Findings from studies have also noted a dramatic risk increase for breast cancer in women – between 50% and 70%. Why? Melatonin is a known anti-cancer agent. Lower levels in the blood stream for female night shift workers places them at higher risk of developing cancer during their lifetime.
With increased blue light exposure at night in the average city / suburban home, are we all effectively ‘becoming night shift workers?’
Experts do agree that although there has been a considerable amount of research, it is still in its infancy. It’s still enough to take note of, however, in order to try and prevent long-term damage.
What should you do?
If blue light and energy-efficient lighting is at odds with our personal health and well-being, how can we take matters into our own hands and correct the situation?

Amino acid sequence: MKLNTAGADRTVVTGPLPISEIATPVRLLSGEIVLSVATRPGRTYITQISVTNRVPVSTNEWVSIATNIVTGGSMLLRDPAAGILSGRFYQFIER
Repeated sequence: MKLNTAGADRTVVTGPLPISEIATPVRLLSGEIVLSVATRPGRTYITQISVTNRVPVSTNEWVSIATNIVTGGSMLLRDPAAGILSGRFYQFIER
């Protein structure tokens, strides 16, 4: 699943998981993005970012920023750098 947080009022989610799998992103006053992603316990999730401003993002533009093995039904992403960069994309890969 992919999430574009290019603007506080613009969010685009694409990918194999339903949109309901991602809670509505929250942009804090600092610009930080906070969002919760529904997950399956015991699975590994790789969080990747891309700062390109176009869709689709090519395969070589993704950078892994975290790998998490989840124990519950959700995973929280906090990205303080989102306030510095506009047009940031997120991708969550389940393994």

It’s a lot simpler to reduce blue light exposure than we think. Some steps include:
- Switch fluorescent or LED lights (on the blue spectrum) for dim red lighting - Red lighting has the least effect on the body’s circadian rhythm and melatonin cycles. This is best set up in your place of rest – your bedroom. Dimming switches (with longer wavelength lights) in other areas of the home, including the bathroom, can also help minimise effects of artificial and blue light.
- Make use of technology to influence light exposure – Technology has cottoned on too and developed applications which can be used to automatically switch blue light on screens to that of orange-red longer wavelength light. Applications such as f.lux and eye care browser can be downloaded and set to make use of screens less harmful on the eyes, and body clock as a whole.